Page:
WASHINGTON — Former CIA Director John Brennan is “deeply saddened and angered” at President Donald Trump after the commander in chief addressed CIA employees at their headquarters in Langley, Virginia, on Saturday, Brennan’s former deputy chief of staff says.
Trump spent much of his speech — which was in front of a memorial wall for the more than 100 CIA officers who have fallen in the line of duty — focusing on his crowd size at his inauguration and saying he “has a running war with the media.”
“Former CIA Director Brennan is deeply saddened and angered at Donald Trump’s despicable display of self-aggrandizement in front of CIA’s Memorial Wall of Agency heroes,” Nick Shapiro said in a statement. “Brennan says that Trump should be ashamed of himself.”
Trump’s visit was seen as part of a bid to mend fences after he strained relations with intelligence officials by repeatedly casting doubt on their assessment that Russia had carried out cyberattacks during the campaign. He also suggested that the intelligence community was leaking information about the investigation to the press, taking to Twitter to slam Brennan.
Trump, seeking to demonstrate he backs the intelligence community after a turbulent transition, told CIA employees Saturday at their headquarters: “I am so behind you.”
“I am with you 1,000%,” Trump said after receiving intelligence briefings from top officials at the headquarters in Langley, Virginia.
“There is nobody that feels stronger about the intelligence community and the CIA than Donald Trump,” he said to applause, noting the significance of his decision to make the agency his first official stop on his first full day as president.
“I am so behind you,” Trump continued, adding at the end of his remarks, “I love you. I respect you. We’re going to start winning again, and you’re going to be leading the charge.”
Trump made his remarks in the lobby of CIA headquarters, in front of a memorial wall that features 117 stars honoring those CIA officers who have been killed in the line of duty.
“The wall behind me is very, very special,” Trump told the approximately 300 agency staffers in attendance.
Trump’s visit is seen as part of a bid to mend fences after he strained relations with intelligence officials by repeatedly casting doubt on their assessment that Russia had carried out cyberattacks during the campaign. He also suggested that the intelligence community was leaking information about the investigation to the press, taking to Twitter to slam the agency’s former director, John Brennan.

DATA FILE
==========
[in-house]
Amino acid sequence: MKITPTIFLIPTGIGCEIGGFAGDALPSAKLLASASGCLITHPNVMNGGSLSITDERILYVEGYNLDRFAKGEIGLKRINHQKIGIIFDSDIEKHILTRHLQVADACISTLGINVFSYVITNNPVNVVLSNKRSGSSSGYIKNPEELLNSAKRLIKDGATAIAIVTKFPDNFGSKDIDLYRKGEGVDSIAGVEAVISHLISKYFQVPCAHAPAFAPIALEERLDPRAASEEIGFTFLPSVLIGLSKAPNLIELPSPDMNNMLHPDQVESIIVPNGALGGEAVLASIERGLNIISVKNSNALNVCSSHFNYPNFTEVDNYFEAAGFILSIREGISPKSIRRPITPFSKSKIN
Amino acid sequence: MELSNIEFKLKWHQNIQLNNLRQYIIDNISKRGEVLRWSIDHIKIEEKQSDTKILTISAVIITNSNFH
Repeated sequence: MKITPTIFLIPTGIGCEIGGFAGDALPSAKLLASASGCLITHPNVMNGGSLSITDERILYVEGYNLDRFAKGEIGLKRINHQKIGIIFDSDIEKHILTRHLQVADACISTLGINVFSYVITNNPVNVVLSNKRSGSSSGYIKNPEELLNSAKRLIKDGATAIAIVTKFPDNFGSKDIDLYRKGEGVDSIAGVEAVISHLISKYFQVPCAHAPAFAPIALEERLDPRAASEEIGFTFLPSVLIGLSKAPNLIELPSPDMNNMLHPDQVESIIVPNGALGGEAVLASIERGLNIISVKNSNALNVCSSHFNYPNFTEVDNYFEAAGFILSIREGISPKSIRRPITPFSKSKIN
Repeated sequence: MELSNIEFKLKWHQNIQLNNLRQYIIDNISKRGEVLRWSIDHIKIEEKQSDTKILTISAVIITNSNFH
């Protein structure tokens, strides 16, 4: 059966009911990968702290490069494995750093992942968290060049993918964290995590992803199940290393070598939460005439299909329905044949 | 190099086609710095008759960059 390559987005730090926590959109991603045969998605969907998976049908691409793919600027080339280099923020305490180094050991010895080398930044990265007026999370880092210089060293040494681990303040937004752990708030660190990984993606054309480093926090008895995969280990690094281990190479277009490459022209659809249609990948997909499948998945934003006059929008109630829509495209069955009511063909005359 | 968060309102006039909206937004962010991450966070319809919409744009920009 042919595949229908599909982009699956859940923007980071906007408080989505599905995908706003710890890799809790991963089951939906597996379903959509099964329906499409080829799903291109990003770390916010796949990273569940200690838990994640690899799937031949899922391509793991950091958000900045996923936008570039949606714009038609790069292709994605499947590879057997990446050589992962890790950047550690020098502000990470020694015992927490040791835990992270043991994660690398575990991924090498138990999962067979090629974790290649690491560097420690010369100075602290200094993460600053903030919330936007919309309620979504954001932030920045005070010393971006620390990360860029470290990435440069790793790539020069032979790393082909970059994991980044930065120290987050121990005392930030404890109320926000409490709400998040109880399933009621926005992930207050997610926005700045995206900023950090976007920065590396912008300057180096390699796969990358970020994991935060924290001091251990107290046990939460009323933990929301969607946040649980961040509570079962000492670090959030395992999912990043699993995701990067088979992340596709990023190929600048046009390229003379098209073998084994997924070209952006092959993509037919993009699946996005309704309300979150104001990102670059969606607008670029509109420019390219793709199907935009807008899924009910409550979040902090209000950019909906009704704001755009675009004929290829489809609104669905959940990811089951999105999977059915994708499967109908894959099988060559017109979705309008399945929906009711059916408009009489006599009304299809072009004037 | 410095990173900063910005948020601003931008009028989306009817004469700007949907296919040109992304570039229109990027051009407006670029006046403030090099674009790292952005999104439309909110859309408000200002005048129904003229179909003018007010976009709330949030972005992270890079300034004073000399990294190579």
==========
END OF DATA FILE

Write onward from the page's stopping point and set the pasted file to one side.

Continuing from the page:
At the CIA, Trump also spoke about his desire to “eradicate radical Islamic terrorism … off the face of the earth. This is evil.”
And he said about Iraq, “We should have kept the oil. Maybe we’ll have another chance.”
Trump’s off-the-cuff remarks at the CIA veered into political territory at times, something not typically seen in addresses to intelligence professionals who pride themselves on being non-partisan and which drew a quick attack from Democrats.
The CIA audience was separated into two sections: a main area of all agency staff and a separate section directly in front of the stage that consisted of senior agency leadership, including agents. During Trump’s address, the senior leadership stood the entire time. When Trump began drifting into political topics, the main crowd broke into cheers and applause at points. The senior leadership remained stoic, and did not applaud the political lines.
The president also repeatedly slammed the media, saying, “I have a running war with the media” and accusing news organizations of misrepresenting the size of the crowds at his inauguration speech on Friday.
He talked about the number of times he has been on the cover of Time magazine.
The ranking Democrat on the House Intelligence Committee issued a statement shortly after Trump’s visit ripping the new president.
“While standing in front of the stars representing CIA personnel who lost their lives in the service of their country — hallowed ground — Trump gave little more than a perfunctory acknowledgment of their service and sacrifice,” Rep. Adam Schiff said, adding that Trump “meandered through a variety of other topics unrelated to intelligence.”
“He will need to do more than use the agency memorial as a backdrop if he wants to earn the respect of the men and women who provide the best intelligence in the world,” Schiff added.
At the CIA, Trump blamed the “dishonest” media for the perceived rift with the intelligence community.
“CIA’s relationship with the president has been essential to our nation’s strength and security,” acting director Meroe Park said prior to introducing Trump and Vice President Mike Pence.
“I can assure you this new president and our entire team recognizes and appreciates the sacrifices of all of the men and women of the intelligence community of the United States of America,” Pence told the assembled group.
The visit comes amid questions regarding the status of Trump’s choice to run the agency, Rep. Mike Pompeo.
The CIA is currently being led by Park, lacking a permanent chief, as the Senate has delayed Pompeo’s confirmation vote until Monday, with Democrats citing concerns about his positions on surveillance and other issues.
Pompeo, who was at the CIA with Trump, has encountered some controversy after he submitted responses to a Senate questionnaire where he said he would consider bringing back waterboarding and other enhanced interrogation measures under certain circumstances.
Republicans have slammed the delay, with Sen. Tom Cotton of Arkansas issuing a statement, saying, “The Democrats are obstructing the nomination of Mike Pompeo as CIA director for no good reason.”
“I hope the jihadists take the weekend off from trying to kill Americans,” Cotton added.